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Нови Леви Перспективи
"По-лесно е да си представяш края на света, отколкото края на капитализма." Фредрик Джеймисън

15.12.2014, 19.00 at the fridge & xaspel
Sofia, 8 Madrid blvd.

“An economic suicide” – what is that? This peculiar social phenomenon has been haunting Europe since around the year 2008. It has become an ongoing landmark of the Eurozone financial crisis or the European sovereign debt crisis characterized by two related though not identical phenomena: the economic recession and the economic austerity regime, the latter being “imposed by the troika of the European Union, International Monetary Fund and European Central Bank” (Stuckler and McKee, 2012). Moreover, numerous studies about the 2008 recession and its public health consequences have been accompanied in 2012 by the European Parliaments’ alarming statements promoting “the detrimental effects of the economic crisis on the mental health of European citizens”. It is true that such views could be (partially) explained in relation to the rise of citizens’ unemployment, impoverishment and general dispossession. However, the current trend of “increased suicidality amid economic crisis” (Economou et al., 2011) puts forward one pressing claim: that “every 1% increase in unemployment correlates to a 0.8% rise in suicides” (European Parliament 2012): this has led public health experts to conclude that “Europe is facing a mental health crisis” (European Parliament 2012). Thus, my question: Is Europe mentally ill? Given this framework, I argue that so-called economic suicides do not exist: what exists instead is the politico-juridical system of ongoing death-production through which it becomes possible to examine the current neoliberal matrix of necropower - and the political pseudo-suicides committed on behalf of it.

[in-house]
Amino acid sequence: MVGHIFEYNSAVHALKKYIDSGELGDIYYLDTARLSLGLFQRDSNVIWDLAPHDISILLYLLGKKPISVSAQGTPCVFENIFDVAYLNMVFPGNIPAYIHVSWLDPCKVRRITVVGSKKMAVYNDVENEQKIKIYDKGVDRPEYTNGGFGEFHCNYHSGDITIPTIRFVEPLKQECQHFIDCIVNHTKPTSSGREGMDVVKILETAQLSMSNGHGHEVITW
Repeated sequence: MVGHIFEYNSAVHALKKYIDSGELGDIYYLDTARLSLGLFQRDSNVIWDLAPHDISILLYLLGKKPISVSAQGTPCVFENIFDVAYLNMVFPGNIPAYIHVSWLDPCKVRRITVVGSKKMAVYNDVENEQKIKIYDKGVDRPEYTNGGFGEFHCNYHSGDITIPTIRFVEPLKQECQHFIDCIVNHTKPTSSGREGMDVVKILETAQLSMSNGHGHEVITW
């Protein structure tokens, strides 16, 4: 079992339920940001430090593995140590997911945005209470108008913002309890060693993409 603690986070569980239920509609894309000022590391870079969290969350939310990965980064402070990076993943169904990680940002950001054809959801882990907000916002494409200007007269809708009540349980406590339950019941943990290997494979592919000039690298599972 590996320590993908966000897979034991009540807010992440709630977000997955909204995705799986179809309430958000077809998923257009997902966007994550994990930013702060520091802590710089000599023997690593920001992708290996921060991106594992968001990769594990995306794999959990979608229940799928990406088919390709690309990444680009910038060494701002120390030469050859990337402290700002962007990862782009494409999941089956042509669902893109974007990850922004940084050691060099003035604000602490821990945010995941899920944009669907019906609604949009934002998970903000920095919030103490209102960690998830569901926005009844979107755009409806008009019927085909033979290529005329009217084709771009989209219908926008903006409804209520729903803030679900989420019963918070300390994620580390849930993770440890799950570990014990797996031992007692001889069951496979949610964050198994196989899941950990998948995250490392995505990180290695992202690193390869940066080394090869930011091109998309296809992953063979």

Marko Stamenkovic (1977, Vranje) is art historian and curator born and raised in the south of Serbia. He graduated in Art History from the University of Belgrade (2003) and received his M.A. degree in Interdisciplinary Cultural Studies from the University of Arts in Belgrade (2005). In 2014 he earned his doctoral degree in Philosophy from the University of Ghent (Belgium) with the thesis “Suicide Cultures. Theories and Practices of Radical Withdrawal”. His PhD research was realized at the Department of Philosophy and Moral Sciences under Prof. Dr. Tom Claes (CEVI-Center for Ethics and Value Inquiry), supported by Basileus Scholarship, an Erasmus Mundus Action 2 project for academic exchange between EU and Western Balkans funded by the European Commission.



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